Dr Liz Gordon: Vaping, Addiction and Innovation

I am not opposed to vaping.  Someone very close to me had much difficulty in giving up smoking, and a move to vaping has made a big difference to her.  She vapes on small devices, easily concealed within the hand, and with very little steam emerging. There is no smell. She purchases her vape stuff (the liquid, does it have a name?) from reputable dealers.  She is the quiet and unobtrusive side of vaping if you like.

The other side is the macho side, with large, usually black, implements that puff out huge amounts of steam to make their presence known.   They remind me of the pipes that my parents’ generation used to smoke. In addition to these two extremes, there is a large range of vapers (is that their name?) ranging from pretty silvery, pinky things designed to attract young girls to a range of gorgeous, smart things that look like expensive fountain pens.

Vaping

This wide range and the shops that sell them are intended to sell the message that vaping is acceptable and glamorous for all. While the glamour of smoking has long gone, with cigarette packets now covered in garish pictures of rotten teeth and clogged arteries, there are no such restrictions on vaping.  The equivalent would be everyone having to buy a bog standard machine in yellowish beige, perhaps with a health warning up the side.

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We are far from such restrictions.  The free market has got its blooded claws very much into vaping, in order to provide a new mechanism to assuage the human affinity for addictive substances that make one feel good.  At the moment, the focus is on vaping as a delivery mechanism for nicotine. This is of concern in itself. Unlike cigarettes, whose nicotine content is standardized simply by the nature of the tobacco, the vaping liquid can deliver nicotine at almost any strength, and this area is totally unregulated.  There is the possibility that a new generation of super-addicts can be bred.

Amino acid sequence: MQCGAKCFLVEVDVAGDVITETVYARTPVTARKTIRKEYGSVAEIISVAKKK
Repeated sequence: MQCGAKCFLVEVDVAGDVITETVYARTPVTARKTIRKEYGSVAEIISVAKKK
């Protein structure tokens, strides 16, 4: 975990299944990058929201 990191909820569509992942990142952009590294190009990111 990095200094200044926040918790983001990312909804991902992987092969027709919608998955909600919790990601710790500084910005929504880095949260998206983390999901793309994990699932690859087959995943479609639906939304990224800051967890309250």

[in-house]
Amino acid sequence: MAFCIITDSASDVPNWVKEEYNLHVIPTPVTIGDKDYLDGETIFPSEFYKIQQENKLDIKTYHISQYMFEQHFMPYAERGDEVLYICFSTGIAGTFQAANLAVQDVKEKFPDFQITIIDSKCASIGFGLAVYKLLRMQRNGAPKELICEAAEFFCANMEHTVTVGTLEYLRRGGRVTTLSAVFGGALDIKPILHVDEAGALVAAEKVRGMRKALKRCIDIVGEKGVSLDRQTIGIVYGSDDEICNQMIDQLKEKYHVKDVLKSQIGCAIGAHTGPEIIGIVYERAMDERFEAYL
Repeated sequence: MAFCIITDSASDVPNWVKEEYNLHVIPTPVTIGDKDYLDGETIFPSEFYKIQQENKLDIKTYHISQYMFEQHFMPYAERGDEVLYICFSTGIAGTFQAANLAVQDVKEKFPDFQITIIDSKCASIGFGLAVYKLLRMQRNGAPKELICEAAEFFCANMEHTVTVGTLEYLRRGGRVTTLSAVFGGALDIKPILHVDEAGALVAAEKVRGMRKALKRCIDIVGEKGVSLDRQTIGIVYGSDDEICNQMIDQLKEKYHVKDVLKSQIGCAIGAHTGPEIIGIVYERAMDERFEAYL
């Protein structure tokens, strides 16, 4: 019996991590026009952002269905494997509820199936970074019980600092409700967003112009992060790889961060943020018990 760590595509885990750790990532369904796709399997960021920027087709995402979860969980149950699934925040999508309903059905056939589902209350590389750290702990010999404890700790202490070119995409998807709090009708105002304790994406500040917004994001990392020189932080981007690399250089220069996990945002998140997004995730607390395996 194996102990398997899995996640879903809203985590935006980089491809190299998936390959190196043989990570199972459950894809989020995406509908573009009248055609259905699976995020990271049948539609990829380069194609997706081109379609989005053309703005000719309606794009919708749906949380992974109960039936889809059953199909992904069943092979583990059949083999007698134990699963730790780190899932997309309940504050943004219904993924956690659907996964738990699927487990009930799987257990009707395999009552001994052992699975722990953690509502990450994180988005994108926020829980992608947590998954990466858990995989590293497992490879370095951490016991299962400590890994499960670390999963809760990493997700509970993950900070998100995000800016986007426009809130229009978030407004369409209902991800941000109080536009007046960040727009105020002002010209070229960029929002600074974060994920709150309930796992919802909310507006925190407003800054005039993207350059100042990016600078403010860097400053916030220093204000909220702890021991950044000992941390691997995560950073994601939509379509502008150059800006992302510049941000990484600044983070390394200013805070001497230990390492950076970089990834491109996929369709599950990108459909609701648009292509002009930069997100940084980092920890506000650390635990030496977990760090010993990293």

That is not the only concern about the liquids.  We know about the flavored ones aimed at children and young people, and I can see that we are heading for a law change for those.  But what about the propensity of vapers to deliver heroin, ecstasy, MDMA, P, even cannabinoids straight into the pockets of users, then into the lungs, with huge difficulties for authorities in tracing, tracking and stamping out such practices.

Vaping is a potential delivery mechanism for a wide range of things, and while the worry is about the proliferation of addictive substances, it is also being used for good.  In particular, in some areas of medicine vaping is beginning to supersede tablets or injections. Because the vapor bypasses the digestive system, it absorbs quickly into the bloodstream. For all those diabetics out there who currently inject themselves daily, the vaper is a more precise and simple tool (there is already inhalable insulin). Not available in New Zealand, though.

The future might see even the most complex medical cases treated with a precisely targeted cocktail of drugs self-delivered by a daily vape.  It might also include vitamins and minerals and a little dash of something to make one feel good (I mean caffeine, of course), relieve pain or enhance our brainpower!

However, every expansion of vaping will bring enormous profits to the drug companies, significant costs to the system or user and enormous risks as legitimate expansion is mirrored by illegal drugs produced in vaping form.  It is a really dangerous territory, which the government’s planned law changes barely addresses.

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In short, there is a need to address vaping as a smoking alternative (which the bill largely does), as a potential mechanism for delivery of addictive substances (which is partially covered in a product recall section) and as a potential future for health management for the whole population (which is not addressed at all).

While a start, the bill introduced today is about risks around smoking.  In the future, there will need to be legislation around the risks and possibilities around vaping.